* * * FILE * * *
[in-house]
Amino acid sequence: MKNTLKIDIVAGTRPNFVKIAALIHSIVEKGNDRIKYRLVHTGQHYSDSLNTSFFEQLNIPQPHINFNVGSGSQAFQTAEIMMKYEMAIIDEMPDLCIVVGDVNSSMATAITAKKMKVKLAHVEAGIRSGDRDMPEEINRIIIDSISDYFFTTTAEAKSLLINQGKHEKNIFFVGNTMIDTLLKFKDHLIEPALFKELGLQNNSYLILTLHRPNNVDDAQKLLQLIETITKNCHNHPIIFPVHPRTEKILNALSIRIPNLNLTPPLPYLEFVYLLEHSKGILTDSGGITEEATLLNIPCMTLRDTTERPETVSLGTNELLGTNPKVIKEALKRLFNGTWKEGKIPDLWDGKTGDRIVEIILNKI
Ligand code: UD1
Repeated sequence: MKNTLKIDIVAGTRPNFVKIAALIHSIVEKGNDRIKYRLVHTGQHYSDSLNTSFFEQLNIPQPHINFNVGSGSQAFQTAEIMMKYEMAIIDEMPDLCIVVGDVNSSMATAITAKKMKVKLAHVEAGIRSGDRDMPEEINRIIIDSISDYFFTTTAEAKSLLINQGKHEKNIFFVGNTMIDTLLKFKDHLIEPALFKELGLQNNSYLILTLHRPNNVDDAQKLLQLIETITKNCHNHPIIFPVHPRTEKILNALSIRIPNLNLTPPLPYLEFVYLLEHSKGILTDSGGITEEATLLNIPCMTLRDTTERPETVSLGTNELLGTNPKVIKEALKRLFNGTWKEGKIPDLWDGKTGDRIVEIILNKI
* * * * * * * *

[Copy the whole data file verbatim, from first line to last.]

[in-house]
Amino acid sequence: MKNTLKIDIVAGTRPNFVKIAALIHSIVEKGNDRIKYRLVHTGQHYSDSLNTSFFEQLNIPQPHINFNVGSGSQAFQTAEIMMKYEMAIIDEMPDLCIVVGDVNSSMATAITAKKMKVKLAHVEAGIRSGDRDMPEEINRIIIDSISDYFFTTTAEAKSLLINQGKHEKNIFFVGNTMIDTLLKFKDHLIEPALFKELGLQNNSYLILTLHRPNNVDDAQKLLQLIETITKNCHNHPIIFPVHPRTEKILNALSIRIPNLNLTPPLPYLEFVYLLEHSKGILTDSGGITEEATLLNIPCMTLRDTTERPETVSLGTNELLGTNPKVIKEALKRLFNGTWKEGKIPDLWDGKTGDRIVEIILNKI
Ligand code: UD1
Repeated sequence: MKNTLKIDIVAGTRPNFVKIAALIHSIVEKGNDRIKYRLVHTGQHYSDSLNTSFFEQLNIPQPHINFNVGSGSQAFQTAEIMMKYEMAIIDEMPDLCIVVGDVNSSMATAITAKKMKVKLAHVEAGIRSGDRDMPEEINRIIIDSISDYFFTTTAEAKSLLINQGKHEKNIFFVGNTMIDTLLKFKDHLIEPALFKELGLQNNSYLILTLHRPNNVDDAQKLLQLIETITKNCHNHPIIFPVHPRTEKILNALSIRIPNLNLTPPLPYLEFVYLLEHSKGILTDSGGITEEATLLNIPCMTLRDTTERPETVSLGTNELLGTNPKVIKEALKRLFNGTWKEGKIPDLWDGKTGDRIVEIILNKI